A straight forward method to determine the Nodal Point (NPP) of Fisheye lenses, including those on dual or multi lens cameras with tiny or no view screens, is to plot the rays on paper radiating from a reference point. The camera is then positioned so that front of the lens is coincident with this reference point. Images are then captured moving the camera forward two millimetres at a time ensuring that the camera is moved sufficiently to ensure that the NPP will be covered. The images can then be viewed comfortably on a computer and the NPP for a particular angle of incidence can be determined by the distance in front of the lens where the line drawn on the paper is vertical in the image. Typically the NPP is not a single point, as shown in the following examples, so for 360° Panoramas I select the NPP for the ‘join’ angle for stitching the images (e.g. 45° from the principal ray for 4 shots round and 30° from the principal ray for 6 shots round). If this is the case then it is only necessary to plot the required rays on the paper. The image to the left shows screen captures at 250% of the position for a Pergear 7.5 mm Fisheye lens for the 45° ray at 2 mm intervals in front of the reference point at the front of the lens with vertical red lines superimposed so it is easy to locate the NPP at say 45° (4 shots round) for this lens.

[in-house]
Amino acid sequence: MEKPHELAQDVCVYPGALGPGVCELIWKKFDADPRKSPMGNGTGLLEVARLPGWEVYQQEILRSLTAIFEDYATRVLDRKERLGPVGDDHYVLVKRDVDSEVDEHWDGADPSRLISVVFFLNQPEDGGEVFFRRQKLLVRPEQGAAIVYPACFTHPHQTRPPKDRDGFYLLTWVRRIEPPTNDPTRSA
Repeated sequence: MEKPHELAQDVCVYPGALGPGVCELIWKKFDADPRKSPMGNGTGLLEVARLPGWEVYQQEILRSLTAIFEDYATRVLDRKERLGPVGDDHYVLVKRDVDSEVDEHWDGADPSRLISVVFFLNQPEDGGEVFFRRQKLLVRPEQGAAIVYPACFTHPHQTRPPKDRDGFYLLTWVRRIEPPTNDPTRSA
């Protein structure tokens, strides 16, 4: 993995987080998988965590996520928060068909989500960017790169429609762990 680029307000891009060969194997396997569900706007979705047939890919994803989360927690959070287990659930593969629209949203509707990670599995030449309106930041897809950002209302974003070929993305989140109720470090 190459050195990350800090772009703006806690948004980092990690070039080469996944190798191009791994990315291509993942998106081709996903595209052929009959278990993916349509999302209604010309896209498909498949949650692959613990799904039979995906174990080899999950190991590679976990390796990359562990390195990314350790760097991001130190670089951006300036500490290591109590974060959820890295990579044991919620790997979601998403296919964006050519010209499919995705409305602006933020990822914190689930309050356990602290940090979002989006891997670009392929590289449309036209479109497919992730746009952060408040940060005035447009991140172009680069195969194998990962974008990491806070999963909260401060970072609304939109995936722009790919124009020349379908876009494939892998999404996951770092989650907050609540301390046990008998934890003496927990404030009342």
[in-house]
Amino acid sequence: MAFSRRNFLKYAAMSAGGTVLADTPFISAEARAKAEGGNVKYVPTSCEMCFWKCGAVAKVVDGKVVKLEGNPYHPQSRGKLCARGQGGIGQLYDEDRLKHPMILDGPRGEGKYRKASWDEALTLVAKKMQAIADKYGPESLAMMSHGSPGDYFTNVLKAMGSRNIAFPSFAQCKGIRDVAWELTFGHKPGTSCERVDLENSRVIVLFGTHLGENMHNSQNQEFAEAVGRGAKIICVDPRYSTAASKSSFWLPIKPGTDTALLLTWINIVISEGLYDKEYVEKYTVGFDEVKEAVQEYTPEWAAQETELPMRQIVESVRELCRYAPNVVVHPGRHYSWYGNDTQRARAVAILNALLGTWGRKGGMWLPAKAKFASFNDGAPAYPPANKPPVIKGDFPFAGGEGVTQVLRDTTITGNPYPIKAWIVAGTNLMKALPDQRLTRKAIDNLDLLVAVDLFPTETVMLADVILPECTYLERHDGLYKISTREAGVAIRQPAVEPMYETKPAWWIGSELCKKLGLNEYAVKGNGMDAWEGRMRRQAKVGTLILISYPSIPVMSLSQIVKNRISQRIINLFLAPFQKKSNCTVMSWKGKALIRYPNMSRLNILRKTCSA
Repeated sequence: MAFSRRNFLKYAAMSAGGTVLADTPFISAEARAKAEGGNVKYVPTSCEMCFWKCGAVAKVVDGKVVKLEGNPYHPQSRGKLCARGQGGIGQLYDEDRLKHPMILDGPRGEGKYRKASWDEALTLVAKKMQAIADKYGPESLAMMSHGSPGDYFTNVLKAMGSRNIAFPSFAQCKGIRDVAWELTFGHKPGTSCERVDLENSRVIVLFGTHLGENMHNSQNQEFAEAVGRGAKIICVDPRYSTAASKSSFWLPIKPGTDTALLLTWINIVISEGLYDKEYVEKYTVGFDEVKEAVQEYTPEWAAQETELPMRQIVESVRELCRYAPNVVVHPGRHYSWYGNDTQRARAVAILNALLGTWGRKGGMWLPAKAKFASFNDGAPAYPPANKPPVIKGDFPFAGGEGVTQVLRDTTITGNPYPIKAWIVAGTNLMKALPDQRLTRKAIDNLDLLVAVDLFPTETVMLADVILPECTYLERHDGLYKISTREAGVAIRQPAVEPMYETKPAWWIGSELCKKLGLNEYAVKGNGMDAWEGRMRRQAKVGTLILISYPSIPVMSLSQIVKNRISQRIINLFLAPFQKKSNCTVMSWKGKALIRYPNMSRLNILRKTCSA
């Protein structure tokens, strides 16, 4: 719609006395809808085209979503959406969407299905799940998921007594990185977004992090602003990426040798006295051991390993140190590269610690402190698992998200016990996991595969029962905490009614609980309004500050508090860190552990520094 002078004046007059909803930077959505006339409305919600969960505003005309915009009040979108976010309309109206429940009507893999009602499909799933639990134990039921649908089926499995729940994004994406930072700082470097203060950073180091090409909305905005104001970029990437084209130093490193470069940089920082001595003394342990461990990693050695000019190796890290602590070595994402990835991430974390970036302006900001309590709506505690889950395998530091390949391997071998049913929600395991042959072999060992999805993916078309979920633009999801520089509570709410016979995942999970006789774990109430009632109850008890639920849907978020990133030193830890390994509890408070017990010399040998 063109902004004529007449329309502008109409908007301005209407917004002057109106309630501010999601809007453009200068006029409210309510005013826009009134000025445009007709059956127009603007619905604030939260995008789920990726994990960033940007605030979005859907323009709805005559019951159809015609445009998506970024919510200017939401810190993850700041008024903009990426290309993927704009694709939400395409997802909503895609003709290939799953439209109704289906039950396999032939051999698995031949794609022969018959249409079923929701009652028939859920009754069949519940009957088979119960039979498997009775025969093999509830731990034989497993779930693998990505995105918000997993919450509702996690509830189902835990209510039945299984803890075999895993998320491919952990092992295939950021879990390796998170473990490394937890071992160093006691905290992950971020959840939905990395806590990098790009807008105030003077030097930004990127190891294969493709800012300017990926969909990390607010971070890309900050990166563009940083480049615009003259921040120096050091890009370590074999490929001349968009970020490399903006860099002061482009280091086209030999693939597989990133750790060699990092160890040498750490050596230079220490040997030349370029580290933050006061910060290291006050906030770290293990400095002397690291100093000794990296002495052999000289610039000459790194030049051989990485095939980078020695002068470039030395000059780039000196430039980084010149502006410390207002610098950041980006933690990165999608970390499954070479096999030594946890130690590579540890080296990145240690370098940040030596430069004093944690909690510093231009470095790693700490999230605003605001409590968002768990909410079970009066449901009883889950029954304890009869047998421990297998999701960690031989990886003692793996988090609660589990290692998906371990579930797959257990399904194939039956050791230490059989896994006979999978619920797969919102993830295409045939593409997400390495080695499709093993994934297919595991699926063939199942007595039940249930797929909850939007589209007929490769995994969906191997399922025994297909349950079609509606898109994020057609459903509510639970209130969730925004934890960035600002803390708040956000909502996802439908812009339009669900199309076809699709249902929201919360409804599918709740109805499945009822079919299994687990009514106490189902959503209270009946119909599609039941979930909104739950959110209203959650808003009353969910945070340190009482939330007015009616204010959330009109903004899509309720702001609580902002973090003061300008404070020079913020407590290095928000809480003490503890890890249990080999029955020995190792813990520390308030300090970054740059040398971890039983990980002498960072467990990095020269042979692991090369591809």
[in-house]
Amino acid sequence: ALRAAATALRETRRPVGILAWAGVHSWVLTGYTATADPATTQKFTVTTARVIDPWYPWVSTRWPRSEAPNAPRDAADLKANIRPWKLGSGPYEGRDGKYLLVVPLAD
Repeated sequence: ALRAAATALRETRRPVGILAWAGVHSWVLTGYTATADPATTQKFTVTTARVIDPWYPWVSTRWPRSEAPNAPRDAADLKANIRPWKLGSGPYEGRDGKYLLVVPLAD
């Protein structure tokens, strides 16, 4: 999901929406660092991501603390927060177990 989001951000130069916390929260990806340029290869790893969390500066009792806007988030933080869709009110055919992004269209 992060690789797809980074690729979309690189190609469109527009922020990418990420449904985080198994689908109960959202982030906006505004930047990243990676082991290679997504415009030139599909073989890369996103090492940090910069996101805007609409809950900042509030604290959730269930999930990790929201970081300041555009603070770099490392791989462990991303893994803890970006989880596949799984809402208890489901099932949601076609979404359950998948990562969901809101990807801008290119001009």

Results from determining the location of the Nodal Point (No Parallax Point) of a selection of lenses.
The position of the Nodal Point, and its behavior, clearly depends on the lens design and construction.
The illustrations shown here have been determined using the ‘Laser Pointer’ and/or the ‘Pins & Tape Measure’ methods.
The Sigma 10 to 20mm f4-5.6 EX DC HSM Lens zoom lens actually has the Front Nodal Point at a point and this location remains the same irrespective of the distance the lens is focused for. It is the same point whether the lens is focuses at infinity or close focused.
|The Front Nodal Point on the Sigma 10 to 20mm f4-5.6 EX DC HSM Lens zoom lens moves away from the front of the lens as the focal length is increased by zooming and is some 19mm back from the front of the lens when set at the 20mm focal length.
At the 20mm setting the Nodal Point is coincident with the gold ring and remains in the same place as the lens is focused.
|The Nikon 28mm f2.8 D AF lens demonstrates how the Front Nodal Point “slides” along the principle ray (lens axis) in some lens designs. As the angle of view increases, the Nodal Point moves back, away from the front of the lens.